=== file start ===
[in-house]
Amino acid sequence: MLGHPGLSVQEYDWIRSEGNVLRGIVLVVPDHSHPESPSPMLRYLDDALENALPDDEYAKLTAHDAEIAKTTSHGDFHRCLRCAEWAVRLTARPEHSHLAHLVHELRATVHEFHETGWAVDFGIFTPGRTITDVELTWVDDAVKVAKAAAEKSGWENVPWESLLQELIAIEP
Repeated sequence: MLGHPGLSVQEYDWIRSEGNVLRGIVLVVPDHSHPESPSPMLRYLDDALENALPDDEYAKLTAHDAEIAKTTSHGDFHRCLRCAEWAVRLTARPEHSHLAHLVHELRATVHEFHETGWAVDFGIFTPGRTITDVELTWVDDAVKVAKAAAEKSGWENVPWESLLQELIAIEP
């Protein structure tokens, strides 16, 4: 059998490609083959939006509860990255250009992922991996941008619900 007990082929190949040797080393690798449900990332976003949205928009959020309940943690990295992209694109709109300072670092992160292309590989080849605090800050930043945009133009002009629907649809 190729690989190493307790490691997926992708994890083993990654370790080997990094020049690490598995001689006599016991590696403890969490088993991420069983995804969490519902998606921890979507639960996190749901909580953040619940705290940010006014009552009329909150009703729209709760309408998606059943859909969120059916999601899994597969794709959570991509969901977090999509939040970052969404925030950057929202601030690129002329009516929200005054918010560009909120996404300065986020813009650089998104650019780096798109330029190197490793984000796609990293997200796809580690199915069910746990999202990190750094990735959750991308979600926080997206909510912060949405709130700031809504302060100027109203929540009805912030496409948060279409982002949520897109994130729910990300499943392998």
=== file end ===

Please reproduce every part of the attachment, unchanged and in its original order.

[in-house]
Amino acid sequence: MLGHPGLSVQEYDWIRSEGNVLRGIVLVVPDHSHPESPSPMLRYLDDALENALPDDEYAKLTAHDAEIAKTTSHGDFHRCLRCAEWAVRLTARPEHSHLAHLVHELRATVHEFHETGWAVDFGIFTPGRTITDVELTWVDDAVKVAKAAAEKSGWENVPWESLLQELIAIEP
Repeated sequence: MLGHPGLSVQEYDWIRSEGNVLRGIVLVVPDHSHPESPSPMLRYLDDALENALPDDEYAKLTAHDAEIAKTTSHGDFHRCLRCAEWAVRLTARPEHSHLAHLVHELRATVHEFHETGWAVDFGIFTPGRTITDVELTWVDDAVKVAKAAAEKSGWENVPWESLLQELIAIEP
């Protein structure tokens, strides 16, 4: 059998490609083959939006509860990255250009992922991996941008619900 007990082929190949040797080393690798449900990332976003949205928009959020309940943690990295992209694109709109300072670092992160292309590989080849605090800050930043945009133009002009629907649809 190729690989190493307790490691997926992708994890083993990654370790080997990094020049690490598995001689006599016991590696403890969490088993991420069983995804969490519902998606921890979507639960996190749901909580953040619940705290940010006014009552009329909150009703729209709760309408998606059943859909969120059916999601899994597969794709959570991509969901977090999509939040970052969404925030950057929202601030690129002329009516929200005054918010560009909120996404300065986020813009650089998104650019780096798109330029190197490793984000796609990293997200796809580690199915069910746990999202990190750094990735959750991308979600926080997206909510912060949405709130700031809504302060100027109203929540009805912030496409948060279409982002949520897109994130729910990300499943392998």